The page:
ORLANDO, Fla. -- The pastor of a tiny Gainesville, Fla., church refused to heed pleas Tuesday from Gen. David Petraeus, the U.S. commander in Afghanistan, and religious leaders to abandon plans to mark Saturday's anniversary of the Sept. 11, 2001, attacks with a bonfire fueled by 200 copies of the Quran, the Islamic holy book.
Known for his fiery anti-Islam diatribes, Pastor Terry Jones, of the 50-member Dove World Center Outreach, said he was praying over his decision, though other church members said they believed the burning would be destroying evil.
"What we're trying to do is get people to wake up to what Islam is," said Fran Ingram, a member of Dove World Center Outreach who posted "Ten Reasons to Burn a Koran" on a church-sponsored blog. "We're acting in obedience to God."
Ingram added: "As far as we know we're going for it."
Petraeus warned in an e-mail to The Associated Press that "images of the burning of a Quran would undoubtedly be used by extremists in Afghanistan -- and around the world -- to inflame public opinion and incite violence." He said the book burning would imperil U.S. soldiers and civilians and the war effort in the Islamic nation.
Gainesville Mayor Craig Lowe issued a public statement condemning the church's plan, describing it as "a tiny fringe group and an embarrassment to our community."
Muslims consider the Quran, sometimes called the Koran, to be the final word of God and insist that it be treated with deep reverence, said Imam Muhammad Musri, president of the Islamic Society of Central Florida in Orlando.
Also, a coalition of Muslim, Christian and Jewish leaders held a news conference in Washington on Tuesday to condemn Jones' statements and other slurs aimed at Muslims nationwide.
However, Ingram said the church believes "Islam is of the Devil," which is not only the title of Jones' recently co-published book but a slogan stamped on $14.99 coffee mugs and $15.99 T-shirts available through the church's website.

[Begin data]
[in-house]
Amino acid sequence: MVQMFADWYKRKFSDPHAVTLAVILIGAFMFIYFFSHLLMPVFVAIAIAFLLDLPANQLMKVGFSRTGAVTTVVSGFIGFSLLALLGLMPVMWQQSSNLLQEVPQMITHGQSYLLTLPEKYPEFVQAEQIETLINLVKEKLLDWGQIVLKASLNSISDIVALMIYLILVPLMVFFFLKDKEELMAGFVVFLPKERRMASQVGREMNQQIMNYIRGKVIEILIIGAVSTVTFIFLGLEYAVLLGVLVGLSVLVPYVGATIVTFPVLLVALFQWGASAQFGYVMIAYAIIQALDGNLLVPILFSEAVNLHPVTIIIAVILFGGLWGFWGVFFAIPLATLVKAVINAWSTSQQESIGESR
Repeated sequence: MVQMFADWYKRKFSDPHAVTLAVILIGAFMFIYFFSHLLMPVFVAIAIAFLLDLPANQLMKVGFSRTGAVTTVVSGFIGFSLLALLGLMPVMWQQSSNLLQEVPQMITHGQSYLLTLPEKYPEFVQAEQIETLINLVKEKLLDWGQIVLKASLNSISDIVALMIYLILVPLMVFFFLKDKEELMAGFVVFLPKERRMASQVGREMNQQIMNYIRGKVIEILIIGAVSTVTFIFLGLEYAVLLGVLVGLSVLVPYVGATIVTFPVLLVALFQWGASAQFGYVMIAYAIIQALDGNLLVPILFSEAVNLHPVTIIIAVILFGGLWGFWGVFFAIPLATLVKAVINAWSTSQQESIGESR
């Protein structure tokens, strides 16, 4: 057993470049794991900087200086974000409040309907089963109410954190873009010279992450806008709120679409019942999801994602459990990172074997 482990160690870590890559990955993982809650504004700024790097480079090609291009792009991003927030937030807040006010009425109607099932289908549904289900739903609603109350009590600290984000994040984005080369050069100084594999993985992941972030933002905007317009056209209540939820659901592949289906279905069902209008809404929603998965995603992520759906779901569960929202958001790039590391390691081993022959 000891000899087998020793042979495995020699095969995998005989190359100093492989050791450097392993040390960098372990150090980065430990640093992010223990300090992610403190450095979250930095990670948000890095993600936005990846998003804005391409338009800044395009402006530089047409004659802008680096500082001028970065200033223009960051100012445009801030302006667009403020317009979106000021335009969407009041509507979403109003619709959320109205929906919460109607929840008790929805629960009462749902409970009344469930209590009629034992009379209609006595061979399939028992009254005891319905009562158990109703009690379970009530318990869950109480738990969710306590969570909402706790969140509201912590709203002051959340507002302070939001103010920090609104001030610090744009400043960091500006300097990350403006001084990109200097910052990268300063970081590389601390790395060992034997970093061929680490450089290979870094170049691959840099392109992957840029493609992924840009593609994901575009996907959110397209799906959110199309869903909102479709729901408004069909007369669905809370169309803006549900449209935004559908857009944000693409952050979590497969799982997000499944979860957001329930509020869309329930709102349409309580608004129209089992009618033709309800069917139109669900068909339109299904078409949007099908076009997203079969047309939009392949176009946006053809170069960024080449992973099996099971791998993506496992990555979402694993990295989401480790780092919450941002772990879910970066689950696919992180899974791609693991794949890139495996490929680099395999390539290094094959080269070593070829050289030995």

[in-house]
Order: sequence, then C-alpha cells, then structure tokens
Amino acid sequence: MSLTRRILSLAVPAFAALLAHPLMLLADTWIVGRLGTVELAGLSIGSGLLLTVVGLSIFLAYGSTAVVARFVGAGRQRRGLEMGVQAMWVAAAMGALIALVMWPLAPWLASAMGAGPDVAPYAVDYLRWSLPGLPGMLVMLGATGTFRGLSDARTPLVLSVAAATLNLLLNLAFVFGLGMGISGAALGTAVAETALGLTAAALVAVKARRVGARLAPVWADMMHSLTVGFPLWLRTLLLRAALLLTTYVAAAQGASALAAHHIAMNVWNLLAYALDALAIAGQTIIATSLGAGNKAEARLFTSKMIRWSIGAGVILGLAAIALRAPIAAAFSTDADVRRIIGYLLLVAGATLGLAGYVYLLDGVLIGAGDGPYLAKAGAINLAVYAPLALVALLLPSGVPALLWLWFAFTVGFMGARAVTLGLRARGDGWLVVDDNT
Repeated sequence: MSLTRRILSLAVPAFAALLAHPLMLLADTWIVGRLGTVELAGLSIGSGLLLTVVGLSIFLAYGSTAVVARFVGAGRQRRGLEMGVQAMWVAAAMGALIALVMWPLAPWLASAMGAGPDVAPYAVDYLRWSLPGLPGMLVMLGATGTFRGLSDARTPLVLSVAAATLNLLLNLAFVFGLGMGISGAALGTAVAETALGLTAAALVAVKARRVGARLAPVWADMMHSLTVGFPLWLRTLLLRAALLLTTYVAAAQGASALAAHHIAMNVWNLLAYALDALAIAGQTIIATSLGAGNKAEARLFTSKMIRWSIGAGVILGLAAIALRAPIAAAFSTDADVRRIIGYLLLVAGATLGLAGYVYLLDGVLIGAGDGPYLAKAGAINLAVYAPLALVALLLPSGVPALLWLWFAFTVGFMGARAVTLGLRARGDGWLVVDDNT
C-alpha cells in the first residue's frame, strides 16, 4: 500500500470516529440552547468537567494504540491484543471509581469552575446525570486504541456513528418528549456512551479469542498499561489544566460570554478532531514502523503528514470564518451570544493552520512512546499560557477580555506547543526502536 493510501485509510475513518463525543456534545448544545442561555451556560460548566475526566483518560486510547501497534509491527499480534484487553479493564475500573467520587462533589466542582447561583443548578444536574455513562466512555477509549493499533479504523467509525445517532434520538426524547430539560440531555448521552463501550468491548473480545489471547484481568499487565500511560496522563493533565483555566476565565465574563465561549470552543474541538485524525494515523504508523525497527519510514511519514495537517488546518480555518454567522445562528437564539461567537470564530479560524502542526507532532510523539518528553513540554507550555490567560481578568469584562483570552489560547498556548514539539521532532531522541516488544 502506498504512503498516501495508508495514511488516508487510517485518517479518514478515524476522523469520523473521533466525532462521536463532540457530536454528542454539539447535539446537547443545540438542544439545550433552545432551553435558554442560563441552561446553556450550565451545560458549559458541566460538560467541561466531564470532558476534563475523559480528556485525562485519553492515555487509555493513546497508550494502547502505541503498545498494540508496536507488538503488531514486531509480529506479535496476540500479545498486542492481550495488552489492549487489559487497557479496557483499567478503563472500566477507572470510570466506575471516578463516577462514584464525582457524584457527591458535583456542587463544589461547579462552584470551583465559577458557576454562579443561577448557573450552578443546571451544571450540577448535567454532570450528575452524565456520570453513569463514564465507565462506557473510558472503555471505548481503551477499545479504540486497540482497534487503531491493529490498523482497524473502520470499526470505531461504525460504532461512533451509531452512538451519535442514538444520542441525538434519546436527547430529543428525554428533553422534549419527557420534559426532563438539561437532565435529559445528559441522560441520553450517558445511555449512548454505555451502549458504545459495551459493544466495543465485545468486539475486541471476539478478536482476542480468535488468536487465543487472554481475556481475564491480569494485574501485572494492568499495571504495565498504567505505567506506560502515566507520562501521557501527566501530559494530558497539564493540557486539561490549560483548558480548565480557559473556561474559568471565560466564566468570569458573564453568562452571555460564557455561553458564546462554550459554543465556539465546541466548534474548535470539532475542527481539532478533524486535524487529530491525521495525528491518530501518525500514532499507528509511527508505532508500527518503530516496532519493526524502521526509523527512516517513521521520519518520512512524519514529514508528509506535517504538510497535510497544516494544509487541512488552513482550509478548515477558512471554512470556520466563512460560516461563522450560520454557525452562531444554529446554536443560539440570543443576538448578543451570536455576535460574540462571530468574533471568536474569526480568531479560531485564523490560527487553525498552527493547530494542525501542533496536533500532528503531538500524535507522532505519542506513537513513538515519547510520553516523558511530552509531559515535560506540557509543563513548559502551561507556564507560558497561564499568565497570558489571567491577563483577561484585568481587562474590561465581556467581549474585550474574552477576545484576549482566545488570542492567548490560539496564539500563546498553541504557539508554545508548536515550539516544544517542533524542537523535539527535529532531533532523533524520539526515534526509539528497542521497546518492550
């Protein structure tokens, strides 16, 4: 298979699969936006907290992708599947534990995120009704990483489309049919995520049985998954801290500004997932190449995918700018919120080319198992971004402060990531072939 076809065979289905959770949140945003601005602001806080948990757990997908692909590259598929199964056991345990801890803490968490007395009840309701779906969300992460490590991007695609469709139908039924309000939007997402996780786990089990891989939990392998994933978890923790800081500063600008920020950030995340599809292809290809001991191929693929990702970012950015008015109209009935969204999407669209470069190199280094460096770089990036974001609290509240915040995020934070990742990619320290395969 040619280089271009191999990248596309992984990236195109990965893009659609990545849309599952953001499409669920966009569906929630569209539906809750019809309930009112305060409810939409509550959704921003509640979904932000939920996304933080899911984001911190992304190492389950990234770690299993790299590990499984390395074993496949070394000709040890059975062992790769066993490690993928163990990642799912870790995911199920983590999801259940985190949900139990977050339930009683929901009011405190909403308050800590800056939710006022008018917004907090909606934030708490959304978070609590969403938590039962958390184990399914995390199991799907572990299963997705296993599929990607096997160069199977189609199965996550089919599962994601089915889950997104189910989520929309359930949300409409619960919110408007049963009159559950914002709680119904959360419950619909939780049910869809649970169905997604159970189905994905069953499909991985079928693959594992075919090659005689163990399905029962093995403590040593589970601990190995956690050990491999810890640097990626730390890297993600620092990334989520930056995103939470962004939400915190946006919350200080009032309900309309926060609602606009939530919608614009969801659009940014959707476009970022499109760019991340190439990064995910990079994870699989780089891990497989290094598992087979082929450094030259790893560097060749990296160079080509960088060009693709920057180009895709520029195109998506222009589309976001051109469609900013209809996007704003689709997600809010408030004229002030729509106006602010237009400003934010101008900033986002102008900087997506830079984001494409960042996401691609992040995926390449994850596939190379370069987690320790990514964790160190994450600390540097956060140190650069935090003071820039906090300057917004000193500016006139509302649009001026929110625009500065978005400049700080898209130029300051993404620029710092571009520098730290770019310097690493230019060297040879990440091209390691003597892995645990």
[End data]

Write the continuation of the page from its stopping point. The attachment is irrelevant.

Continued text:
Ingram, who answered the phone nonstop at the church office, said Jones was not available for an interview Tuesday as he was "totally booked" for the day, meeting with television crews from national news programs.
Jones, 58, posts sermons and other teachings on YouTube under the heading, "The Braveheart Show," and announced the burning of the Islamic holy text in a video, saying, "This book is not a book of peace; this book is responsible for 9/11."
Dove World's Facebook page was peppered Tuesday with opposition messages, many pleading for the outspoken pastor to abandon his event, some echoing Petraeus' concerns.
Others branded his planned bonfire as "un-Christian" and "un-American."
Musri said he and other Muslims have remained silent but plan to participate in peaceful interdenominational services in Gainesville with Christians and Jews that are intended to blunt Jones and his message.
"We are ignoring him," Musri said of Jones. "All the Christians I know are not like him."
Since Jones first announced his plan to mark the ninth anniversary of the terrorist attacks by burning the Quran, he has received more than 200 copies of the holy book and intends to set them ablaze on church grounds, though he lacks a city permit to do so.
The church's application for a permit was rejected because it failed to meet guidelines for an open-air burning, which do not specifically address books, but forbid burning of office paper, Gainesville spokesman Robert Woods said.
He said the city will weigh options if the fire is lit. First offenders of the city ordinance usually receive a warning.